Sometimes it is essential to completely stray away from Metal for short periods of time. Like all passions, one must be willing to step aside and to distance the mind from it so that it does not morph into a constantly bombarding blur of tropes. This time I decided to shock my understanding of music by exploring styles that did not interest me or that I had strayed from over the years. Here are some of the more tolerable finding in what can be described as a sea of idiotic music comparable to the like of Metallica’s Lulu
Vile Assembly – “Last Century Man”:
A completely nostalgic trip to the original wave of British Post-Punk bands and taking their style mainly from the more pop like content of mid period PiL. The nasal vocals, political lyrics exposing megalomaniac tyrants in favor of worker based socialism, punk derived guitars strums all work together in creating this simple verse/chorus song that lacks the angst and the experimentation that defined bands like Killing Joke and Joy Division. A fun listen to for those who want a simple introduction to some of the basic ideas that made this genre famous but no more than a stepping stone for much more interesting projects.
Lowercase Numbers – “The Pink Sloth Attacks”
Math rock and other Post hardcore variants are notoriously known for taking many random complex ideas and forcing them together into an incoherent mess. Lowercase Numbers break the cycle by starting on Beethoven’ 5th Symphony legendary opening before spiraling into a chromatic descent accompanied by furious double pedal drums before alternating it with the song’s central motif that consists of a very bright melody full of major thirds. The song then progresses this cycle through various iterations interspersed with jazz playfulness and an impressive drum solo before taking the central motif and playing it in its perfected form and continuing the cycle. The more chromatic melody transforms into a completely chromatic descent before resolving in the most consonant form of the main melody. An excellent light hearted composition that exists in a state of child like bliss but lacking in emotional content. If the band can find a strong enough sensation or idea to convey in the music then they will surely be able to make powerful music but for now this remains good for an occasional listen.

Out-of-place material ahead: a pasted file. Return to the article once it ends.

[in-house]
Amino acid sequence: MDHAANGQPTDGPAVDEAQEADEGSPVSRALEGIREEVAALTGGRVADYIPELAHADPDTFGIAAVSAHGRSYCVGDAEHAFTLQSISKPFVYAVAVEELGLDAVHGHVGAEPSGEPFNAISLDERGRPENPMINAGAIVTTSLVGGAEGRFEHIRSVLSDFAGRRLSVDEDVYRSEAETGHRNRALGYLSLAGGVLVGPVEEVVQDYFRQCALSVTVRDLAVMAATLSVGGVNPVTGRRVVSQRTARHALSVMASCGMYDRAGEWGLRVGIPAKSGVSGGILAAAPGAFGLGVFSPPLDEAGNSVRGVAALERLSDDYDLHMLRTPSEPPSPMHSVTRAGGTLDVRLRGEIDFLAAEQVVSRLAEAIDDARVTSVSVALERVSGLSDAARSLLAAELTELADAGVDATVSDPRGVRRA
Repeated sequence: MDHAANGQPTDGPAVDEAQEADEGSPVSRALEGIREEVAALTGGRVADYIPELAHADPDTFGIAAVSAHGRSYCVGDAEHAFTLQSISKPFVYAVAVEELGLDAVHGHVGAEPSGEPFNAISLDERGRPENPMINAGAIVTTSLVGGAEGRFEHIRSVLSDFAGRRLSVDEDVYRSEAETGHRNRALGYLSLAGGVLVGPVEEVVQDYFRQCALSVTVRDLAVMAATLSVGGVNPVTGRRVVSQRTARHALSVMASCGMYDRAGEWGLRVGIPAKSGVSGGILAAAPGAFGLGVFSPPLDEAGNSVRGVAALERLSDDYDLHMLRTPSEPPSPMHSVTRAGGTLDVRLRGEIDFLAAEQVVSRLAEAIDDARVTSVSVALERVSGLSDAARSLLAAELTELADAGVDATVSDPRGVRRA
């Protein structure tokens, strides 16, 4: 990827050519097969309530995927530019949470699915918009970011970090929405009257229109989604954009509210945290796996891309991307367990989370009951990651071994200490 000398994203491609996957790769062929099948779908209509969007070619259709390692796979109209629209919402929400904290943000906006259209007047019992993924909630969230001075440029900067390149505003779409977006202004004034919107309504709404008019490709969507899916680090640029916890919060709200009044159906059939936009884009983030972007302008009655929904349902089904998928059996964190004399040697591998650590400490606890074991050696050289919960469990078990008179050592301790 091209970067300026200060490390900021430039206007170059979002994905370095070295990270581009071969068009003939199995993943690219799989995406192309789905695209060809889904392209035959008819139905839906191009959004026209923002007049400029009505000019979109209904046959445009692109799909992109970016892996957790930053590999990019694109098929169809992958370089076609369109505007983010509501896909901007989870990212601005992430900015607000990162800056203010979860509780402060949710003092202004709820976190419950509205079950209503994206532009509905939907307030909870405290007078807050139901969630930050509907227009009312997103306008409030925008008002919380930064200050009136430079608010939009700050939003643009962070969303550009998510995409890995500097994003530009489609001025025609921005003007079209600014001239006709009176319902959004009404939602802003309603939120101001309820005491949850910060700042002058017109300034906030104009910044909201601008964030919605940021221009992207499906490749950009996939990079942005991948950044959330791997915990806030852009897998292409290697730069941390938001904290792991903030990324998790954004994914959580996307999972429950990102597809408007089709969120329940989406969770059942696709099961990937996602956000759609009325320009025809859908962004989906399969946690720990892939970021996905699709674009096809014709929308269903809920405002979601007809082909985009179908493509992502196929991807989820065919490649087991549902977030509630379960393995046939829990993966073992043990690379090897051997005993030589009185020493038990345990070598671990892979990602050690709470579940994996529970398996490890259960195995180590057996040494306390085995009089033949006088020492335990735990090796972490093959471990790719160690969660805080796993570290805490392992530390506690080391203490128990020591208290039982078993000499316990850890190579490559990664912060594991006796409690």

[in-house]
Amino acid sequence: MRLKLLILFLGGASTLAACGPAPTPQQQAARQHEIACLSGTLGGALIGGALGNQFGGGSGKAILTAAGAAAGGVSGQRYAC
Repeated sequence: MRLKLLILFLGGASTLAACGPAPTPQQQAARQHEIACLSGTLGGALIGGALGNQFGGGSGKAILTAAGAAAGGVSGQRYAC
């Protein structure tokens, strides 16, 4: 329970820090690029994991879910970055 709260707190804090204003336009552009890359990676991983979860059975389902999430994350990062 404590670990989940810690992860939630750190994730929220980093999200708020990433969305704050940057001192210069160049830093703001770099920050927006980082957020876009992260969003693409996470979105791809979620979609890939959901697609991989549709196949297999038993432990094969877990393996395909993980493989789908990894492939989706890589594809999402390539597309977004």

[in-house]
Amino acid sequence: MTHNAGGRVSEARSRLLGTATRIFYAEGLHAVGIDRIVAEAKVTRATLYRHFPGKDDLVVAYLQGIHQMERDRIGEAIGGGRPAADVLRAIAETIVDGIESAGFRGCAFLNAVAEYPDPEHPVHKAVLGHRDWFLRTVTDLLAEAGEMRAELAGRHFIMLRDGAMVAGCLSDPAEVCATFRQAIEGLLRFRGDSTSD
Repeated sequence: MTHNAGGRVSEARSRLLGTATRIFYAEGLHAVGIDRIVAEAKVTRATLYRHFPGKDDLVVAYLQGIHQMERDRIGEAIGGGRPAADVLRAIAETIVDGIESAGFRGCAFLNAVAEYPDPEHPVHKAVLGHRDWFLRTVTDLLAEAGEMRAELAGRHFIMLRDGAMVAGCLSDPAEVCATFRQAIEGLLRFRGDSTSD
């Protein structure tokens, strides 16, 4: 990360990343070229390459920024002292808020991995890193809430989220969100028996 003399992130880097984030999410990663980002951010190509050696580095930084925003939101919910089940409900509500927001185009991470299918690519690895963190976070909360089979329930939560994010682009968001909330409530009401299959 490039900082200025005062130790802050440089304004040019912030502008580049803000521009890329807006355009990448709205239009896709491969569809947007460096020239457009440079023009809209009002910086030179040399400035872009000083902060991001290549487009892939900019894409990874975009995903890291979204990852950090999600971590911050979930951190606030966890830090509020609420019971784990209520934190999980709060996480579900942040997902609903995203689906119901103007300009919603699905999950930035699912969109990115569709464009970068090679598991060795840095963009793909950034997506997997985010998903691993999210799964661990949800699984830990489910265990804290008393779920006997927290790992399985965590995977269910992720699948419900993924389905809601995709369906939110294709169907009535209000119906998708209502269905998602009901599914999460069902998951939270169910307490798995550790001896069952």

Dinosaur Jr – “Forget the Swan”
While this band were known for their later alternative rock albums that bordered from forgettably mediocre to absolutely horrendous. Their debut while containing many of the elements that would later define the band, avoids most of its pitfalls and the best song on the album “forget the Swan” demonstrates this. The band takes one of the most standard minor chord progressions to exist and mutate it through the use of more exotic sevenths, ninths and elevenths in the more typical guitar chords that allow the band more expressiveness and the ability to build up towards a melancholic yet very infectious chorus. This song climaxes on a basic solo that shows the ingenuity of the underlying melody before returning to the chorus for a final time. There is nothing particularly difficult or too different from its peers but the band have an understanding for harmony which is ignored by lesser bands. A hidden gem in a genre where most bands strive to be mild mannered teenagers for the rest of their lives.
Anastasia Luna – “Don’t Go Away”
In a world where bands like Nightwish attempt to show themselves as being dark Gothic metal instead of the radio friendly pop that they truly are through their simple chugging riffs, emphasis on hooks and cliched piano segments. Anastasia Luna counters this by recognizing that her work is pop music and uses various Rock and Modern metal tropes to create a base for her vocals without any pretension. The vocals on the other hand follow the dramatic and over the top sensibilities of many 80s singers but without the need for a choir providing backing vocals. Anastasia prefers to harmonize with herself to accentuate certain notes during the melody. One thing that is particularly surprising is her willingness to descend towards the lower notes in her tessitura instead of the pseudo-operatic nonsense perpetuated by Tarja Turunen. This remains standard pop music and doesn’t put into value what Anastasia Luna can truly offer but the range and ability is there to take on a more serious similar to what Lisa Gerrard was doing in the 90s.